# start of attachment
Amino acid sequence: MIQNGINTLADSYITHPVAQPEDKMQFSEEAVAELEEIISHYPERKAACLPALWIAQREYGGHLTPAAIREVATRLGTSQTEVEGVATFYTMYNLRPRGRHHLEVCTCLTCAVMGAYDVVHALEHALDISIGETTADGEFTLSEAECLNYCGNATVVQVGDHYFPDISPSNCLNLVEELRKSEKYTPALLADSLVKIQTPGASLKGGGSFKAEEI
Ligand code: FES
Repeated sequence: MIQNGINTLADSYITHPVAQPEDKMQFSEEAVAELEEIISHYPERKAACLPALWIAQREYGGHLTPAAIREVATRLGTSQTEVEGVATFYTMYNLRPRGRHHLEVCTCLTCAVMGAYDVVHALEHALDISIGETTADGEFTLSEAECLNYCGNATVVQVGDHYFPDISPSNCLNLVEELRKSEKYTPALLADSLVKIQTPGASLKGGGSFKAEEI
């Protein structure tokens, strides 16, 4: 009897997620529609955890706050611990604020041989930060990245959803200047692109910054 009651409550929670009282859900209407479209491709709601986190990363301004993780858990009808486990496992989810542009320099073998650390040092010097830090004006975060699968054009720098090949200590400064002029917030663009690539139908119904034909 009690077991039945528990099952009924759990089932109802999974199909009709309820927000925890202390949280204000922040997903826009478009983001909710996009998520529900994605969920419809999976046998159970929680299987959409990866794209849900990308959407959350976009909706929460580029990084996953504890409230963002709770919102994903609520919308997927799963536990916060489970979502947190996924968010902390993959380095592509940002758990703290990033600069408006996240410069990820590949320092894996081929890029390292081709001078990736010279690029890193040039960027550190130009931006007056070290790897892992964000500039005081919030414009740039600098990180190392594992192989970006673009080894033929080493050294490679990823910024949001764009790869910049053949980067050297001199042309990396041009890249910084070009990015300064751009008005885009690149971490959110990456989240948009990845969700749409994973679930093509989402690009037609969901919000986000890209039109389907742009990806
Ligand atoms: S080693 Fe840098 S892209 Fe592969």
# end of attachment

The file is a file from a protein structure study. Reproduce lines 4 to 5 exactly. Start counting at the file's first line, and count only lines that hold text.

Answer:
């Protein structure tokens, strides 16, 4: 009897997620529609955890706050611990604020041989930060990245959803200047692109910054 009651409550929670009282859900209407479209491709709601986190990363301004993780858990009808486990496992989810542009320099073998650390040092010097830090004006975060699968054009720098090949200590400064002029917030663009690539139908119904034909 009690077991039945528990099952009924759990089932109802999974199909009709309820927000925890202390949280204000922040997903826009478009983001909710996009998520529900994605969920419809999976046998159970929680299987959409990866794209849900990308959407959350976009909706929460580029990084996953504890409230963002709770919102994903609520919308997927799963536990916060489970979502947190996924968010902390993959380095592509940002758990703290990033600069408006996240410069990820590949320092894996081929890029390292081709001078990736010279690029890193040039960027550190130009931006007056070290790897892992964000500039005081919030414009740039600098990180190392594992192989970006673009080894033929080493050294490679990823910024949001764009790869910049053949980067050297001199042309990396041009890249910084070009990015300064751009008005885009690149971490959110990456989240948009990845969700749409994973679930093509989402690009037609969901919000986000890209039109389907742009990806
Ligand atoms: S080693 Fe840098 S892209 Fe592969």